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Re: rootpw in slapd.conf read from file (ITS#1113)
First, I don't understand the need for multiple applications
to have knowledge of the password which the directory manager
(a human) uses to administer the directory (namely for
bootstrapping the server)
For security, each application entity which needs access to the
directory should have a separate account so that controls can
be applied on a per application basis. Using the rootpw in
multiple applications means that successful attacker of any
of these applications gets complete access to the directory.
For security, the server should have a separate copy of the
share secret from the user which it maintains in a non-reusable
form. That is, if the server is hacked, one only gets a
non-reusable value, not a reusuable value. This protects other
applications/services which might be sharing the same value.
For security, rootpw should be disabled! It's actually not
needed anymore in 2.0 (as slapadd(8) can be used to bootstrap
the directory). On all directory servers I manage, it is set
to a bogus scheme.
From a design point of view, the password scheme stuff is getting
a bit out of control and I'm quite apprehensive of adding new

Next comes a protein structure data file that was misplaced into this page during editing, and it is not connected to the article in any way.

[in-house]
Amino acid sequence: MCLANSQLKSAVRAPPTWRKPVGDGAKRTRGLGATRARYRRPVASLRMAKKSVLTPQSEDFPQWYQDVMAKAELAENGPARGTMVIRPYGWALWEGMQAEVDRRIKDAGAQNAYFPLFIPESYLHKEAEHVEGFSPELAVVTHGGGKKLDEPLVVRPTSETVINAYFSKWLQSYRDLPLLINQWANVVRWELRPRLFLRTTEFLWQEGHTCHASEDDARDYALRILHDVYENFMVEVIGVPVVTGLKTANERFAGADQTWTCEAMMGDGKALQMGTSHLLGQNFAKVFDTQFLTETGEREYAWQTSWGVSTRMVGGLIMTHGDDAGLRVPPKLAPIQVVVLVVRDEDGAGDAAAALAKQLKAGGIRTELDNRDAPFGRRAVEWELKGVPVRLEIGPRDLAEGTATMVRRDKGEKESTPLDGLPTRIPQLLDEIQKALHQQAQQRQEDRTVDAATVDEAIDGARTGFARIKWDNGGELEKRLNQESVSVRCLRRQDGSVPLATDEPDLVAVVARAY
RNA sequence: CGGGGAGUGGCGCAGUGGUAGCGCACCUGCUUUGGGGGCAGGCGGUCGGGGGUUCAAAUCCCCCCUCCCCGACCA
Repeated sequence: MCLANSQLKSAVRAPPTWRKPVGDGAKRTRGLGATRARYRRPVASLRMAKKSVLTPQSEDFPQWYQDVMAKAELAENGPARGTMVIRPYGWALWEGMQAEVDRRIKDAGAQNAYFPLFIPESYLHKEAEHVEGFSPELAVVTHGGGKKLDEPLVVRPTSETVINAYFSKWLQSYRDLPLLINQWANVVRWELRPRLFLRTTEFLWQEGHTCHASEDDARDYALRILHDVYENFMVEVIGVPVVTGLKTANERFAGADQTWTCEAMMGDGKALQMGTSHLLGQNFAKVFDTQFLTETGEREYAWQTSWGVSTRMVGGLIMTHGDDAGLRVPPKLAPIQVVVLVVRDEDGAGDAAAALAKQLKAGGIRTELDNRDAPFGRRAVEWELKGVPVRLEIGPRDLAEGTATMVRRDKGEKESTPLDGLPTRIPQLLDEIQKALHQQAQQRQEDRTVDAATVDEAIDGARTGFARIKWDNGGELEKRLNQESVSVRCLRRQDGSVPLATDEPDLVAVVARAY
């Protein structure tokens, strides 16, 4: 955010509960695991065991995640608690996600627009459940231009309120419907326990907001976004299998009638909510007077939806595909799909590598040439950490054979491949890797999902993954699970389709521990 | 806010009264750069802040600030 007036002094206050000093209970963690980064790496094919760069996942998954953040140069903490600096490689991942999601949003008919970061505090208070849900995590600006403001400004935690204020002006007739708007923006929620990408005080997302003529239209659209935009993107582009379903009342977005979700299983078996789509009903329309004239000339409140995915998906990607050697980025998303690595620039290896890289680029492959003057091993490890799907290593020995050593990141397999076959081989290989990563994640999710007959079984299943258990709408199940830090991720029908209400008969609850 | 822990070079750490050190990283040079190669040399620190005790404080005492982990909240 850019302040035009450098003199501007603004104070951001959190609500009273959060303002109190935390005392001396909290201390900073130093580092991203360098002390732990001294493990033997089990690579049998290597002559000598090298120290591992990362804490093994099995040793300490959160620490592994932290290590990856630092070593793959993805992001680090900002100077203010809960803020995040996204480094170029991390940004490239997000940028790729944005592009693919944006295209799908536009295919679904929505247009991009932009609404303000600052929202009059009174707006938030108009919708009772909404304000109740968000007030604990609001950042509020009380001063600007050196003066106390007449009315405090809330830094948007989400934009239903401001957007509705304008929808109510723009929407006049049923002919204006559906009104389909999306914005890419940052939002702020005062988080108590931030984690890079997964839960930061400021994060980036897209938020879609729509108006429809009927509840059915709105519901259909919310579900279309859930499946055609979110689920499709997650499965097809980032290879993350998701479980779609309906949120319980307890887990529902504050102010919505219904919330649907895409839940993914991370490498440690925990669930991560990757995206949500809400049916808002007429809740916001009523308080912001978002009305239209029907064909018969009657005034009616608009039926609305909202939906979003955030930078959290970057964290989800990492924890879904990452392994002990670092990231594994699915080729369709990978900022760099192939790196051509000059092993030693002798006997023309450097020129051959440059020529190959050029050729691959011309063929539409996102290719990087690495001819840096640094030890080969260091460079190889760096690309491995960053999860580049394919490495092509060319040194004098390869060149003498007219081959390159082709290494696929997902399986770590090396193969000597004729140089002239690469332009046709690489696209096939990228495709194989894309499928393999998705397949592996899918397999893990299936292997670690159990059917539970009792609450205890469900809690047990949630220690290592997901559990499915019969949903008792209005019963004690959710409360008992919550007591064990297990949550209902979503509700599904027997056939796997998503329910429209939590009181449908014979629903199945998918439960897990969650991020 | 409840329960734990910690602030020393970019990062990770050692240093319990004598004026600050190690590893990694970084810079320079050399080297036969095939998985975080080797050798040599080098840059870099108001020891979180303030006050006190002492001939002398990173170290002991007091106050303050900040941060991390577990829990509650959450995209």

schemes. I'm currently looking at ways of support alternative
schemes without having to modify OpenLDAP. Support for Cyrus's
At 01:36 PM 5/2/01, firstname.lastname@example.org wrote:
>> This like likely can be resolved by using the include directive.
>Well, the include directive wolud require "rootpw <cred>" in the included
>file, while many codes (sendmail, samba-tng and so) simply ask
>for the <cred> part (and optionally strip a trailing newline).
Sendmail reads a password from a file? For what purpose? Which
I have no familiarity with samba-tng... but I would be surprised
if it was tied to OpenLDAP's implementation.
>For both security, atomicity of credentials and ease of configuration,
>I've been adding the same change to a number of ldap-enabled
>applications we're deploying, including apache's auth_ldap and more.
>I agree some kerberos or so would obsolete this change, but kerberos
>is too much for many customers (and a headache for me ...:)